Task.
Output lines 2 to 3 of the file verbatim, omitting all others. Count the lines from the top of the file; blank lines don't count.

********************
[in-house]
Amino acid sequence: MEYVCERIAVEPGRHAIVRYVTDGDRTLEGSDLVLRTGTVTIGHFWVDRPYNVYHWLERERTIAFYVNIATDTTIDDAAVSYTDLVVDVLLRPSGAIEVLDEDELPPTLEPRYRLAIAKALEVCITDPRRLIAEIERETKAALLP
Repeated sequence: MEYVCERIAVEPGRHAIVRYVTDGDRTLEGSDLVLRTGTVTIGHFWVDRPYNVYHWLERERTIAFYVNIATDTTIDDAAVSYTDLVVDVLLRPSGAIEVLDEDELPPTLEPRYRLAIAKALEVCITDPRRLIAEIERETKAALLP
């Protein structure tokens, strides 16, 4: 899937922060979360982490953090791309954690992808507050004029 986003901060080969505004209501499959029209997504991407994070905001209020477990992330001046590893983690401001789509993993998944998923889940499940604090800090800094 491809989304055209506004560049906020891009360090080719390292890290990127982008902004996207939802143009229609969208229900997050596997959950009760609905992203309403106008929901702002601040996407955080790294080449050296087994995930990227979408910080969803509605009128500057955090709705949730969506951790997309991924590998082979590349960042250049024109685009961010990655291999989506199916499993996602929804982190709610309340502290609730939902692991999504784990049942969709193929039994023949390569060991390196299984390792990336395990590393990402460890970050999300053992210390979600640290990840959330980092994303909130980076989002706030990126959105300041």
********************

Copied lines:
Amino acid sequence: MEYVCERIAVEPGRHAIVRYVTDGDRTLEGSDLVLRTGTVTIGHFWVDRPYNVYHWLERERTIAFYVNIATDTTIDDAAVSYTDLVVDVLLRPSGAIEVLDEDELPPTLEPRYRLAIAKALEVCITDPRRLIAEIERETKAALLP
Repeated sequence: MEYVCERIAVEPGRHAIVRYVTDGDRTLEGSDLVLRTGTVTIGHFWVDRPYNVYHWLERERTIAFYVNIATDTTIDDAAVSYTDLVVDVLLRPSGAIEVLDEDELPPTLEPRYRLAIAKALEVCITDPRRLIAEIERETKAALLP